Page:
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Place it pretty close to eastern exposure window, without touching the actual glass. The light intensity drops dramatically as you get further from the window. You can grow moth orchids in other exposures such as west or south, but you should shield them from too much sun otherwise they will burn! Either draw your blinds or a sheer curtain. Filtered bright light works great.
Establishing good watering practices can be a bit tricky at first for a new orchid owner. Each growing environment is unique. Phalaenopsis like to stay generally moist but not sopping wet and must always be kept in a pot with good drainage. You may take your orchids to the sink every weekend and give them a good soaking in the sink. Use tepid water.
Moth orchids, like many types of orchids, are epiphytes (air plants). Epiphytes grow above ground, derive their moisture from the air and rain, and usually grow on another plant, such as a tree branch or trunk. If you look carefully, you’ll notice that moth orchids do not grow in potting soil! You will kill a moth orchid if you repot it into potting soil. They need a highly aerated mix. They are most commonly grown in a chunky bark mix or in sphagnum moss.
Experts recommend fertilizing Phalaenopsis orchids only after its blooms have dropped.
Growers suggest using a "balanced" fertilizer such as 20-20-20 that includes all "necessary trace elements." Regardless of the fertilizer formulation you choose to use, it should contain little or no urea. If you are unsure of what fertilizer to use, you can generally use any fertilizer you would for your other container plants. Orchids will do far better with too little fertilizer than with too much. Many growers recommend the "weakly, weekly" approach, applying a dilute (1/4 strength) fertilizer each time they water, rather than applying a full dose once a month. Also, it is best not to fertilize a completely dry plant as the fertilizer can burn the dry roots. Water first then follow with fertilizer solution.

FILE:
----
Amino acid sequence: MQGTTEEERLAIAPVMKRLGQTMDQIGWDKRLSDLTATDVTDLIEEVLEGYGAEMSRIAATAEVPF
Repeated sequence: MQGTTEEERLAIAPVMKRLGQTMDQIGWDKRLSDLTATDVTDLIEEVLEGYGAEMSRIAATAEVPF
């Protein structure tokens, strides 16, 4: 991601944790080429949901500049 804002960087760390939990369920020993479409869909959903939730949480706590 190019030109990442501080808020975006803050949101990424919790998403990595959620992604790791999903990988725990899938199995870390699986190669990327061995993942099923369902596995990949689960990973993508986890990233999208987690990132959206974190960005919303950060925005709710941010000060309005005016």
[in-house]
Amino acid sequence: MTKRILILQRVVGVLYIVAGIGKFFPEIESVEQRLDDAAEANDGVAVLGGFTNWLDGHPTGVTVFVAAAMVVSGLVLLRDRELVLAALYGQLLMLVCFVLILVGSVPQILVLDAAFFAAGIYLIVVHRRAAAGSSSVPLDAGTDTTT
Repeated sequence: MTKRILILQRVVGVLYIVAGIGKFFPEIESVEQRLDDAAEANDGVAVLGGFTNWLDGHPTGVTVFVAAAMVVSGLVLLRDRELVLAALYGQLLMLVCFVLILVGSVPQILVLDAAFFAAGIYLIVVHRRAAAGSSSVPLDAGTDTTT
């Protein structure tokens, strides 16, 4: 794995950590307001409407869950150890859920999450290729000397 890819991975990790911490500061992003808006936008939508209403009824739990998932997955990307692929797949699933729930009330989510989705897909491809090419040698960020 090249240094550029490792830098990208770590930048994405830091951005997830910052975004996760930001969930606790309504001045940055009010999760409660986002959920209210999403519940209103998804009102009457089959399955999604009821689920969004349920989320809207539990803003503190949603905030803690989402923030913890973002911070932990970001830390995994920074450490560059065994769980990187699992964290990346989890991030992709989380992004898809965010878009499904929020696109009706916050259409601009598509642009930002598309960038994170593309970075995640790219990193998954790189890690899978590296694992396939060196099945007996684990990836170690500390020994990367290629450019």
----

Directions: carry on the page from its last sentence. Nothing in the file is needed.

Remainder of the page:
Apply fertilizer carefully. To avoid burning the orchid’s leaves, do not pour fertilizer directly over the plant. Using a narrow-spouted pitcher, gently lift the orchid’s leaves and slowly pour the fertilizer into the pot. Allow the pot to drain thoroughly to remove excess fertilizer. Do not water your orchid on the weeks you fertilize it.
Hang on to your orchids after the blooms fade. With a little TLC the plant will flower again. After the flowers drop from the orchid you have three choices: leave the flower spike (or stem) intact, cut it back to a node, or remove it entirely. Remove the flower spike entirely by clipping it off at the base of the plant. This is definitely the route to take if the existing stem starts to turn brown or yellow. Withered stems won’t produce flowers. Removing the stem will direct the plant’s energy toward root development, which makes for a healthier plant and increased chances for new bloom spikes.
Phalaenopsis orchids typically flower once a year. To identify a new bloom spike, look for roots that are growing upwards with glossy green points, rather than round tips.
Once a bloom spike appears, increase feeding to every other week with a liquid houseplant fertilizer that has been diluted to half the recommended strength and support the stem with a stake as it grows.